Sandra Corveloni, Linha de passe (Passing Line, Brazil-France), dir Walter Salles

Best Screenplay
Jean-Pierre and Luc Dardenne, Le Silence de Lorna (Lorna’s Silence, Belgium-France-Italy-Germany), dir Jean-Pierre and Luc Dardenne

Special 60th Anniversary Prize
Clint Eastwood, director-composer, Changeling (USA)
Catherine Deneuve, actress, Un conte de Noël (A Christmas Tale, France), dir Arnaud Desplechin

Palme d’Or, Best Short Film
Megatron (Romania), dir Marian Crisan

Special Mention
Jerrycan (Australia), dir Julius Avery

Un Certain Regard Prize
Tulpan (Kazakhstan-Russia-Poland-Germany), dir Sergei Dvortsevoy

Jury Prize
Tokyo Sonata (Japan), dir Kiyoshi Kurosawa

KnockOut Prize
Tyson (USA), James Toback

Hope Prize
Johnny Mad Dog (France-Belgium), dir Jean-Stéphane Sauvaire

Prix Coup de Cœur
Wolke 9 (Cloud 9, Germany), dir Andreas Dresen

Caméra d’Or, Best First Film
Hunger (Australia), dir Steve McQueen

FIPRESCI (International Film Critics) Awards
Official Competition
Delta (Hungary-Germany), dir Kornel Mundruczo

Un Certain Regard
Hunger (Australia), dir Steve McQueen

International Critics Week and Directors Fortnight
Eldorado (Belgium-France), dir Bouli Lanners – Directors Fortnight

Ecumenical Jury Prize
Adoration (Canada-France), dir Atom Egoyan

Directors Fortnight

Prix Regards Jeunes / Young Eyes Prize
Eldorado (Belgium-France), dir Bouli Lanners

Label Europa Cinéma Prize (Best European Film)
Eldorado (Belgium-France), dir Bouli Lanners

CICAE Prix Art et Essai
Slepé lásky (Blind Loves, Slovakia), dir Juraj Lehotský

SACD – French Society of Dramatic Authors and Composers
Les bureaux de Dieu (God’s Offices, France), dir Claire Simon

"Un Regard Neuf" Short Film Prize
Muro (Brazil), dir Tiao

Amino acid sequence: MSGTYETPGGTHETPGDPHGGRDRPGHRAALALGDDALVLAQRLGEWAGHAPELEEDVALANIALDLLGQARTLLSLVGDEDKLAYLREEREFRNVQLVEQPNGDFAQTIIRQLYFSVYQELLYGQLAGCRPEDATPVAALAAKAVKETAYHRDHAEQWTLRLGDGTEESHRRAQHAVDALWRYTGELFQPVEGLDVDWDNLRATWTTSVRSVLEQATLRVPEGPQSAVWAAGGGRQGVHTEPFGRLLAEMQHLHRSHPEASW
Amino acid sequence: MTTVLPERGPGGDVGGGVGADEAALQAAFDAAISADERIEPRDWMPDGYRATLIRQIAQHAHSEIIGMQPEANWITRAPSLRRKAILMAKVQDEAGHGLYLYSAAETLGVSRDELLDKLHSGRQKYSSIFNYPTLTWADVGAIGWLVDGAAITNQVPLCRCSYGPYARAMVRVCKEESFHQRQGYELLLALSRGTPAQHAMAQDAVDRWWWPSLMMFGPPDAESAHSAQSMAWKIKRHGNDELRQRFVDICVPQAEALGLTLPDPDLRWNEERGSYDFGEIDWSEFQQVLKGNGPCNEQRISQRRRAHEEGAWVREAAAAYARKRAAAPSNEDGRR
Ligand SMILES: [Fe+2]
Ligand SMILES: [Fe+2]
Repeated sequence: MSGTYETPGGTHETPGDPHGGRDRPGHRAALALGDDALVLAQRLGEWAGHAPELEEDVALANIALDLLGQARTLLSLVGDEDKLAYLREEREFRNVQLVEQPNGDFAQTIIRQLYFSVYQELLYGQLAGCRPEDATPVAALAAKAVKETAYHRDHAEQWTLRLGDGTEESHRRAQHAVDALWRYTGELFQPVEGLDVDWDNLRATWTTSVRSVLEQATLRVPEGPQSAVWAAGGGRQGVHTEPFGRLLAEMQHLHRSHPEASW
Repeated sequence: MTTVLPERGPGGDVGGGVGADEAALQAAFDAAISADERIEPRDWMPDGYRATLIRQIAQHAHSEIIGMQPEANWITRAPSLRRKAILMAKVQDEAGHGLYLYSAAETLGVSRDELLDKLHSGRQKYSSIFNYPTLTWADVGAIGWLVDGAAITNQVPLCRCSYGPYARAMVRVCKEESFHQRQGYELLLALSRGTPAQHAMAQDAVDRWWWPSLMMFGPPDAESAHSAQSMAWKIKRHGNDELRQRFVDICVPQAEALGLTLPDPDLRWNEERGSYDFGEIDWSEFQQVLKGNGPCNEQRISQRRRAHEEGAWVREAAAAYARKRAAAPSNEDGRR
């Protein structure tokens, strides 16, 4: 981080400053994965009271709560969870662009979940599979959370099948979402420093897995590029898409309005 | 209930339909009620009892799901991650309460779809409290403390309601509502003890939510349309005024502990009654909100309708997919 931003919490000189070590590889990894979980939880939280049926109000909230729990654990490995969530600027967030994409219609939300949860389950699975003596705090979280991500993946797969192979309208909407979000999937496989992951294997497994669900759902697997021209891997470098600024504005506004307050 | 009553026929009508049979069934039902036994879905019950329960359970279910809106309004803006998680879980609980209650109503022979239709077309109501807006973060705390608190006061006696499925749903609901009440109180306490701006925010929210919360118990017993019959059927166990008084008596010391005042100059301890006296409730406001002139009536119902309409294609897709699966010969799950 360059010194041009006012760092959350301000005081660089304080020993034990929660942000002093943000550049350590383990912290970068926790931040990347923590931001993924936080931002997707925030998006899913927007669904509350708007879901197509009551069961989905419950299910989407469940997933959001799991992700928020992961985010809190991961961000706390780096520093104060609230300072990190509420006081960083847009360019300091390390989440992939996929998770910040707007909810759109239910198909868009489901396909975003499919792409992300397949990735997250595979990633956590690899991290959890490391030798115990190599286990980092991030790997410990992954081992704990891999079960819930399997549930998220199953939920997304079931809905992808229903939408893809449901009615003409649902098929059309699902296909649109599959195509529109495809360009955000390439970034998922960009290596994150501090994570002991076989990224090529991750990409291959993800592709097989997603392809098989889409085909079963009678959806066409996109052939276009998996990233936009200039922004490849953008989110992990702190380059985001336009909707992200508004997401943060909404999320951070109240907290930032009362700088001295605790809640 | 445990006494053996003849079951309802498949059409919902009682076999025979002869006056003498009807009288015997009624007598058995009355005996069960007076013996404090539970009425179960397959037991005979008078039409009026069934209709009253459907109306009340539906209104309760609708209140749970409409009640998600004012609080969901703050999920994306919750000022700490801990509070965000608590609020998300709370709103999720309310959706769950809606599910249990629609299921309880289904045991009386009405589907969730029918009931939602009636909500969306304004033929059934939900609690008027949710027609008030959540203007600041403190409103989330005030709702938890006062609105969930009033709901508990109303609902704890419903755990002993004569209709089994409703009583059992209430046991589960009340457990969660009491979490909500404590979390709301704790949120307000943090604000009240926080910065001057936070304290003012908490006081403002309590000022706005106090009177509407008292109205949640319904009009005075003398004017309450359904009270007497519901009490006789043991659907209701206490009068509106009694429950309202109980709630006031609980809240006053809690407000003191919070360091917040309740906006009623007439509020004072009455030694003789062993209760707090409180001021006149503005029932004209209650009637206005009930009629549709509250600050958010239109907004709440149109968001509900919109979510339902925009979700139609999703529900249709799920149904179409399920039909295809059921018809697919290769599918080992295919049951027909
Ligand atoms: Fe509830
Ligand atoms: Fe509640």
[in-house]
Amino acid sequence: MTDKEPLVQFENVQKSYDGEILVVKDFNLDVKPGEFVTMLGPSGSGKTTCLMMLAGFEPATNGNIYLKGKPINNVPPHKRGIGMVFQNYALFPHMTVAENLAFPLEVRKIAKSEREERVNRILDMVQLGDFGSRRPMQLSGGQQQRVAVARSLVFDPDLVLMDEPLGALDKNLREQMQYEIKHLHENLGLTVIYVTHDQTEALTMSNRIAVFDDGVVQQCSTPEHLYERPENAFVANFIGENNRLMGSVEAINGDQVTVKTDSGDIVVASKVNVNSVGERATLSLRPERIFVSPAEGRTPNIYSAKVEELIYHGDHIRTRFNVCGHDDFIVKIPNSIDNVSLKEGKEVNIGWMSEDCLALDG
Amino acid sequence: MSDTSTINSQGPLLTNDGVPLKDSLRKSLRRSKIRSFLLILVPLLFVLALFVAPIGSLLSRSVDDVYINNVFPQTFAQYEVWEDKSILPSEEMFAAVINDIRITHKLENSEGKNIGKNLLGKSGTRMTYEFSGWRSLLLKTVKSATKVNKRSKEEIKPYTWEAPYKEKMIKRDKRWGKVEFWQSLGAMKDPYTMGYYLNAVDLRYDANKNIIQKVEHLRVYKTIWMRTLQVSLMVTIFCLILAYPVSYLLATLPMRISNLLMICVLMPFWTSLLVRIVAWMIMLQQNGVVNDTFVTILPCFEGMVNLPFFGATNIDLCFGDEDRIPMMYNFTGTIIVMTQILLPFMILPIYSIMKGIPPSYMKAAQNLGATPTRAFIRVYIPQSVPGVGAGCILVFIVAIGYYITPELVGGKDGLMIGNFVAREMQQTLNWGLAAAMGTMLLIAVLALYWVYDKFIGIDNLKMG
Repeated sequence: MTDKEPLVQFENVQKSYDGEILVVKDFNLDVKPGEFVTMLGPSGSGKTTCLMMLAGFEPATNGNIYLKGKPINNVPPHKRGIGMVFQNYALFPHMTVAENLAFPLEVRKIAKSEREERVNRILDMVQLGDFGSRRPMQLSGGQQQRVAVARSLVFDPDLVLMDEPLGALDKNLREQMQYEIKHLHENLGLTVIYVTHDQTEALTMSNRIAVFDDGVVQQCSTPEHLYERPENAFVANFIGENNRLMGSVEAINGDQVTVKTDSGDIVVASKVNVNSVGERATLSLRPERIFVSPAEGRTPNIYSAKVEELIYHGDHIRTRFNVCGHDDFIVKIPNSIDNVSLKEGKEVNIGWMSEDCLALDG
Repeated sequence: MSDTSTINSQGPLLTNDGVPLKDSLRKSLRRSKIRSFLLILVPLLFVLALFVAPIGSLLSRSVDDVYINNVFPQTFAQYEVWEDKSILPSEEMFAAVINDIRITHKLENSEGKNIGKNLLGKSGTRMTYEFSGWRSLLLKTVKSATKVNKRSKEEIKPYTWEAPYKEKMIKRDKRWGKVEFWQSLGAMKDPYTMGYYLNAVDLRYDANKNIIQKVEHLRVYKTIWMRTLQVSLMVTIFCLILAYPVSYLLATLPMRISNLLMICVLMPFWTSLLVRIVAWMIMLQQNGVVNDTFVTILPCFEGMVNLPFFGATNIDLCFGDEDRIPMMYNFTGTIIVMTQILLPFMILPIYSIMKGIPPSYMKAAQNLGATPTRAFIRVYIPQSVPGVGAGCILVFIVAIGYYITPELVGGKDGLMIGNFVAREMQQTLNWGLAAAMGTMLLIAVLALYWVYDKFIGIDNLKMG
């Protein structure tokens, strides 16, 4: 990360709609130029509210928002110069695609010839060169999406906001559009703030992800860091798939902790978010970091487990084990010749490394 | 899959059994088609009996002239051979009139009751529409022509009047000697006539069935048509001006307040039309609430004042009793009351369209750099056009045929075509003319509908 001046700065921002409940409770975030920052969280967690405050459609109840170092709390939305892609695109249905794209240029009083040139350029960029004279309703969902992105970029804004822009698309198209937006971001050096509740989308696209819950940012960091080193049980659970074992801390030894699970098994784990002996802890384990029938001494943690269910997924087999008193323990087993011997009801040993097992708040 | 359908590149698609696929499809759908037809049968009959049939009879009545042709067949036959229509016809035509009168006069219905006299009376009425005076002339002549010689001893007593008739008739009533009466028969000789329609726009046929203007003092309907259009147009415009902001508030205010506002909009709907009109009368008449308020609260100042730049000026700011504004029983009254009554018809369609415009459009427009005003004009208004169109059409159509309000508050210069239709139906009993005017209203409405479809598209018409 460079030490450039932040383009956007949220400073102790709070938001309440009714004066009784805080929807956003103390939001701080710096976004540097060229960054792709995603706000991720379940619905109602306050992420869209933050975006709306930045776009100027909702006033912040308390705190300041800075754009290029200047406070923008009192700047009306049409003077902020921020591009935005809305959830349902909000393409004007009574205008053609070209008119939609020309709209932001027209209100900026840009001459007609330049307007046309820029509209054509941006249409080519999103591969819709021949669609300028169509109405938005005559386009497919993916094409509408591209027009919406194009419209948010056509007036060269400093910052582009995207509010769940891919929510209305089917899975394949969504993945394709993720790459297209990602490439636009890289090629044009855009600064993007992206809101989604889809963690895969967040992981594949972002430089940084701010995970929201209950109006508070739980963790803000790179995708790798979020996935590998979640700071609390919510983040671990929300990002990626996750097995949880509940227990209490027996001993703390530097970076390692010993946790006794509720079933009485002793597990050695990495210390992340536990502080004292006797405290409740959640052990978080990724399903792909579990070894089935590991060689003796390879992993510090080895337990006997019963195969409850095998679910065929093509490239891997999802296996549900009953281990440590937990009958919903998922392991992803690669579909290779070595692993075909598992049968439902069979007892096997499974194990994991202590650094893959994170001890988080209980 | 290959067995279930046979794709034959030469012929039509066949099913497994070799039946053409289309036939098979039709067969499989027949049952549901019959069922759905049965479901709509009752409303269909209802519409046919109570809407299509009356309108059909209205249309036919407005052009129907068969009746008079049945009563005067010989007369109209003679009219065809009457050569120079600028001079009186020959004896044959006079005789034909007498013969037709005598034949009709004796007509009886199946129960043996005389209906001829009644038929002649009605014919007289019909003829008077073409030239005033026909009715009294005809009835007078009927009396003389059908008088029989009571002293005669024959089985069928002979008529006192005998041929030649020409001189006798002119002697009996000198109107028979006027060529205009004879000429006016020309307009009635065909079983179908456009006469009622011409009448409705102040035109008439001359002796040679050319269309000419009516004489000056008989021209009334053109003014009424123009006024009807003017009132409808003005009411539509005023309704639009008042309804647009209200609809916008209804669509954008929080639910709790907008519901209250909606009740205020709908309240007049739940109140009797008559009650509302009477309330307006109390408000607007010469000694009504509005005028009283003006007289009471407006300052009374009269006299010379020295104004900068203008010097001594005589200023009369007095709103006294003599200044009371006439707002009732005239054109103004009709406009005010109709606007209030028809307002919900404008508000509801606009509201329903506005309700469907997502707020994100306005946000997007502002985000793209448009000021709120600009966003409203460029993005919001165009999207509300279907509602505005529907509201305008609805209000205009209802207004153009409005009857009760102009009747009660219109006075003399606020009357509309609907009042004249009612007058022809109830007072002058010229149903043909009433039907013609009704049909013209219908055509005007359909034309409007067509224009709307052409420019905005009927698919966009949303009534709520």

International Critics Week Grand Prize
Snijeg (Snow, Bosnia-Herzegovia-Germany-France-Iran), dir Aida Begiæ

SACD – French Society of Dramatic Authors and Composers
Best Screenwriter
Jean-Claude Van Rijckeghem et Pat Van Beirs, Aanrijding in Moscou (Moscow, Belgium, Belgium), dir Christophe Van Rompaey

ACID/CCAS Support Award
Aanrijding in Moscou (Moscow, Belgium, Belgium), dir Christophe Van Rompaey

OFAJ/TV5MONDE (VERY) Young Critic Award
La sangre brota (Blood Appears, Argentine-France-Germany), dir Pablo Fendrik

Canal + Grand Prize for Best Short Film
Next Floor (Canada), dir Denis Villeneuve

Kodak Discovery Award for Best Short Film
Skhizein (France), dir Jérémy Clapin

Regards Jeunes Prizes
Eldorado (Belgium-France), dir Bouli Lanners – Directors Fortnight
Vse umrut a ja ostqanus (Everybody Dies Except Me, Russia), dir Valeria Ga Guermanika – International Critics Week.

Prix de la Jeunesse (Youth Prize)
Tulpan (Kazakhstan-Russia-Poland-Germany), dir Sergei Dvortsevoy – Un Certain Regard

Prix Radio France-Culture for Career Achievement
Sandrine Bonnaire, actress-director

La Cinéfondation Awards

First Prize
Anthem (Israel), dir Elad Keidan

Second Prize
Forbach (France), dir Claire Burger, France

Third Prize (ex aequo)
Stop (South Korea), dir Park Jae-ok
Roadmarkers (Finland), dir Juho Kuosmanen


Author Information

Ron HOLLOWAY (1933-2009) was an American critic, film historian, filmmaker and correspondent who adopted Europe as his home in the early fifties and spent much of his life in Berlin. He was an expert on the study of German cinema and against all odds produced, with his wife Dorothea, the journal German Film, keeping us up-to-date with the work of directors, producers and writers and the showing of German films around the world.

In 2007, Ron Holloway and his wife were awarded the Berlinale Camera Award. Ron also received the Bundesverdienstkreuz (German Cross of Merit), Polish Rings, Cannes Gold Medaille, the American Cinema Foundation Award, the Diploma for Support of Russian Cinema and an honorary award from the German Film Critics' Association.

Ron was also a valued contributor to Kinema for the past fifteen years.